A freelance journalist is challenging in court the US Department of Agriculture's efforts to keep secret its data on who owns the feedlots Americans can see and smell, but whose pollution the food industry does not want USDA to regulate.
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Under industry pressure, the U.S. Agriculture Department is considering hiding from consumers information about which retailers might be selling the tainted meat recalled because of health and safety risks.Topics on the Beat:
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In one of many last-minute actions, the Bush administration delayed a decision on a drinking water standard for the contaminant perchlorate (used in rocket fuel, explosives, fireworks, and many other industrial products, and also occurs naturally), but issued a temporary advisory recommendation. This has immediate implications for at least 31 large US utilities, and perhaps hundreds more.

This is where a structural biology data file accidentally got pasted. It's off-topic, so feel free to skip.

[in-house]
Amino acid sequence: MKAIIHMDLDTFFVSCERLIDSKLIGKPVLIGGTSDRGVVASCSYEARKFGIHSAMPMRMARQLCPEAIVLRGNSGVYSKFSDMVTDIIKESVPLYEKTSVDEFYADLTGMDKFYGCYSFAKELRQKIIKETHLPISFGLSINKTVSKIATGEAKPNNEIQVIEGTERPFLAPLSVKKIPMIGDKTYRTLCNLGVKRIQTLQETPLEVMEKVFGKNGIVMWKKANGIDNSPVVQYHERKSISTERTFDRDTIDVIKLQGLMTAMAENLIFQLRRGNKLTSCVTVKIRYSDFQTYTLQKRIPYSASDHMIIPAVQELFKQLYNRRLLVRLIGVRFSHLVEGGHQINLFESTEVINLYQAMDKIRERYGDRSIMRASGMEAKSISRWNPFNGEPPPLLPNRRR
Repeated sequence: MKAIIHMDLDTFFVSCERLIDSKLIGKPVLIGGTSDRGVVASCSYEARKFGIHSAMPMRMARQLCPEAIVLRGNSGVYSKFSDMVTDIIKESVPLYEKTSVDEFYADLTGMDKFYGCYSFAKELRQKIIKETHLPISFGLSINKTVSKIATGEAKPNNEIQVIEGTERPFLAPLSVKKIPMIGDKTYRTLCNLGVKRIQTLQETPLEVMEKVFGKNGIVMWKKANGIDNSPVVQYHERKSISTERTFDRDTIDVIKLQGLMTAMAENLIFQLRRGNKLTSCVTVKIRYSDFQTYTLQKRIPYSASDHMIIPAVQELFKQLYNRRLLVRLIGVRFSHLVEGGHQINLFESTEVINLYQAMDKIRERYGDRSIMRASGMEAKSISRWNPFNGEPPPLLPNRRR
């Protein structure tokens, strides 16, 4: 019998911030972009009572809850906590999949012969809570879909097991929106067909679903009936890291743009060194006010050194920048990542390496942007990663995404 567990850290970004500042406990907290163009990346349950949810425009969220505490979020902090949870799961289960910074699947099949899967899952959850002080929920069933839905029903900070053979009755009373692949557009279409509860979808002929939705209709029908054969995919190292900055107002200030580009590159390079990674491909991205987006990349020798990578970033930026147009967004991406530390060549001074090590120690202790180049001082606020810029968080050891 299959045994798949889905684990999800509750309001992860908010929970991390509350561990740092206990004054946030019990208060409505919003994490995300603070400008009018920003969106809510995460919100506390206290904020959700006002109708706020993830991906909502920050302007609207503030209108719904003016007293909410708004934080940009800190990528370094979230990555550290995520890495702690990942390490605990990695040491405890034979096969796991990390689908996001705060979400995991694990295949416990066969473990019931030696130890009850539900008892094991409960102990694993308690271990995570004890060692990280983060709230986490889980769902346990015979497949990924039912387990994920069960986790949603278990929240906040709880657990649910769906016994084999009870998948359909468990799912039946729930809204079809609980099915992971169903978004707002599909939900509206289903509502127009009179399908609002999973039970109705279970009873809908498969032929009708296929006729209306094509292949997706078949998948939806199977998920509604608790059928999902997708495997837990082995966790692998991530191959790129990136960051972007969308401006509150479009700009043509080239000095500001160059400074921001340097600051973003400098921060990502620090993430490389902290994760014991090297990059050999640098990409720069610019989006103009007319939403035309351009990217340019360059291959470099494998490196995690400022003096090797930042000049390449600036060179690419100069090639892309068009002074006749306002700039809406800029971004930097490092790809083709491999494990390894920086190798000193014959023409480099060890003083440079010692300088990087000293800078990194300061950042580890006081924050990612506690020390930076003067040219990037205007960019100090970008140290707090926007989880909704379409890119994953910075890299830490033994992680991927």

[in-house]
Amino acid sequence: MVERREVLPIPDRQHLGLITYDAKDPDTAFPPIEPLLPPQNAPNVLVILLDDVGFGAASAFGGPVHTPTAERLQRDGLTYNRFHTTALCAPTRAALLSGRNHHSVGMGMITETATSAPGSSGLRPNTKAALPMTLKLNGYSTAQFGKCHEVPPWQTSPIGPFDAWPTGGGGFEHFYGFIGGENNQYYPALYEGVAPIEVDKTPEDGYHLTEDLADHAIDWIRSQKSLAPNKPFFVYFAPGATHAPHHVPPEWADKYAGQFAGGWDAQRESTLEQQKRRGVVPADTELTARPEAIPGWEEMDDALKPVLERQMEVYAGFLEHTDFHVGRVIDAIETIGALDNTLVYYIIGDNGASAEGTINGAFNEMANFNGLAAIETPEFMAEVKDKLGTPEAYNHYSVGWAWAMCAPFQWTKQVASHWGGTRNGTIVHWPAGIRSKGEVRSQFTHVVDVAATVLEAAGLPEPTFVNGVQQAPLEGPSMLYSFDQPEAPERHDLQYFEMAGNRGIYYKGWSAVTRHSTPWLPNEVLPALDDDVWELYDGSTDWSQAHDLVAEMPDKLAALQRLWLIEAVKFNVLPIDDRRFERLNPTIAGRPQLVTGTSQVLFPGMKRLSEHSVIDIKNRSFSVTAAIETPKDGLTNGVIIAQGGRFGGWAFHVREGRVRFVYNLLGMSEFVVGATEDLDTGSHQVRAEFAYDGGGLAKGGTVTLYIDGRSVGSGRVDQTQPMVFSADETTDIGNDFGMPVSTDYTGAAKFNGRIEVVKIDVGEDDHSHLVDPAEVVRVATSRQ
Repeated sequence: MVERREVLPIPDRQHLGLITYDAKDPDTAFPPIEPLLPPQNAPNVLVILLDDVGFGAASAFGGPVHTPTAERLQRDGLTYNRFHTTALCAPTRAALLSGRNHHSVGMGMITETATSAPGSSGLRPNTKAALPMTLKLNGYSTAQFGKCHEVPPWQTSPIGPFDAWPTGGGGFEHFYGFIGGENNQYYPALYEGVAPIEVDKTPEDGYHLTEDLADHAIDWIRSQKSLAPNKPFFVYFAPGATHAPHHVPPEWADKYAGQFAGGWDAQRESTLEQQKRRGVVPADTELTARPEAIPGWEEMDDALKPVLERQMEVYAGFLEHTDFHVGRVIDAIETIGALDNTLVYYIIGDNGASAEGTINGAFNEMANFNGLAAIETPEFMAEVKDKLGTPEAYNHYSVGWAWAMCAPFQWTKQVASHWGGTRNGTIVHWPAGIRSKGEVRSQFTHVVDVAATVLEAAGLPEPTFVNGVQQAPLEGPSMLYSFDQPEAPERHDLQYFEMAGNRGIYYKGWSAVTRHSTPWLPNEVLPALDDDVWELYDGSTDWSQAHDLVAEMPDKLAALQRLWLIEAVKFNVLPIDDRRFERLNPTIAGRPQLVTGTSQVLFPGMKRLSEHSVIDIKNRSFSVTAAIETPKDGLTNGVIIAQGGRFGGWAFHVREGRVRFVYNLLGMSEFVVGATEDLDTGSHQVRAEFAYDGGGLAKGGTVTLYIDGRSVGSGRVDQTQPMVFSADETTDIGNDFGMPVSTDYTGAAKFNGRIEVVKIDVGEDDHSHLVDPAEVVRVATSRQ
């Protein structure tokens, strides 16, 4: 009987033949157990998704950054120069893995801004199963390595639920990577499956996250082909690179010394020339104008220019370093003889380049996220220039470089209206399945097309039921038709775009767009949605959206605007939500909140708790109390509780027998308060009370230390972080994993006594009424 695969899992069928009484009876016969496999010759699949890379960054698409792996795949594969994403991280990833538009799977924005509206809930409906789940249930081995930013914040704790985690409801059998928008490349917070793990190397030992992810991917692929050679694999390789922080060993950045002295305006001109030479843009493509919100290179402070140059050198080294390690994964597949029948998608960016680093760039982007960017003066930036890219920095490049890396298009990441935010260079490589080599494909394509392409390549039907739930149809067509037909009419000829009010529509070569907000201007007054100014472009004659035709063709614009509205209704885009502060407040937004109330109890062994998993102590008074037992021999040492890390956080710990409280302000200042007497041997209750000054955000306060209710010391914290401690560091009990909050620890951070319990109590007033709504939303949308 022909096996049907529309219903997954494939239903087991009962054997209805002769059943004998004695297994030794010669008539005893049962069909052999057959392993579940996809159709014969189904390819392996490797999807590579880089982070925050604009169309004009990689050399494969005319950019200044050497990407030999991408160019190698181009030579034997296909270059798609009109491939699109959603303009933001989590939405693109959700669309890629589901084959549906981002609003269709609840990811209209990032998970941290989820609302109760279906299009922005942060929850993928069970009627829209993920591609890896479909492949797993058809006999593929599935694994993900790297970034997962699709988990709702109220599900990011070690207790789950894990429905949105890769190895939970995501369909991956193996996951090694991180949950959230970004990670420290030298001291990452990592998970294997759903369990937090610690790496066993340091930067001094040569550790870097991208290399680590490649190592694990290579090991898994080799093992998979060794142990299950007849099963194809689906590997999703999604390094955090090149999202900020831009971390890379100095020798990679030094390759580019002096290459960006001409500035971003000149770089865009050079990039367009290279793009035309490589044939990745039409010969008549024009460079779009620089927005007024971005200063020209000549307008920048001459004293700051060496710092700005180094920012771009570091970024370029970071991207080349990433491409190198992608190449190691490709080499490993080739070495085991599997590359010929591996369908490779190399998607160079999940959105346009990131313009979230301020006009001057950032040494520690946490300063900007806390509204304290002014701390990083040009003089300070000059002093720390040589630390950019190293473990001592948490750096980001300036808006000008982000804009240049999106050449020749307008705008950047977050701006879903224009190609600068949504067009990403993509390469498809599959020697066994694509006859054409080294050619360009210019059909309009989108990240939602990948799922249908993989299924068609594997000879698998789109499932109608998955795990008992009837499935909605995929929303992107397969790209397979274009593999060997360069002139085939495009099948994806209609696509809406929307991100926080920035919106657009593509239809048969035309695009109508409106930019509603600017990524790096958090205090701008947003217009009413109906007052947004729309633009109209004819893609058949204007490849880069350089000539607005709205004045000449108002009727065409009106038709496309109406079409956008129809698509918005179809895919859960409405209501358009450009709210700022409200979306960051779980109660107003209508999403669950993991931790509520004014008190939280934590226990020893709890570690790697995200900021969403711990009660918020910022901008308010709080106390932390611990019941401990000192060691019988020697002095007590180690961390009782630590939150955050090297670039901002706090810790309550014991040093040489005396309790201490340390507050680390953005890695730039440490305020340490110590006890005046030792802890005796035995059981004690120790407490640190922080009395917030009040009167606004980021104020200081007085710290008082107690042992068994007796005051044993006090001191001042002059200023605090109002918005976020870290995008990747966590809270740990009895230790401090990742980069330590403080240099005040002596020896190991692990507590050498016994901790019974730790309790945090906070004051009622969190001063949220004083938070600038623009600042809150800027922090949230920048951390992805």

Large feedlots would no longer have to report toxic emissions under a rule proposed Dec. 21, 2007, by EPA.
The Senate passed a five-year Farm Bill Dec. 14, 2007, that softened a provision imposing draconian penalties for publication of information from a federal database for tracking food animals.
Consumers looking for information on which fish may be better to eat, considering factors such as sustainability, health, or source identification, have a range of potential sources.
A judge's decision has cracked open the black box of at least one genetically engineered crop: alfalfa.
More fish in US federal marine waters have become overfished, according to NOAA's annual assessment for 2006, released June 22, 2007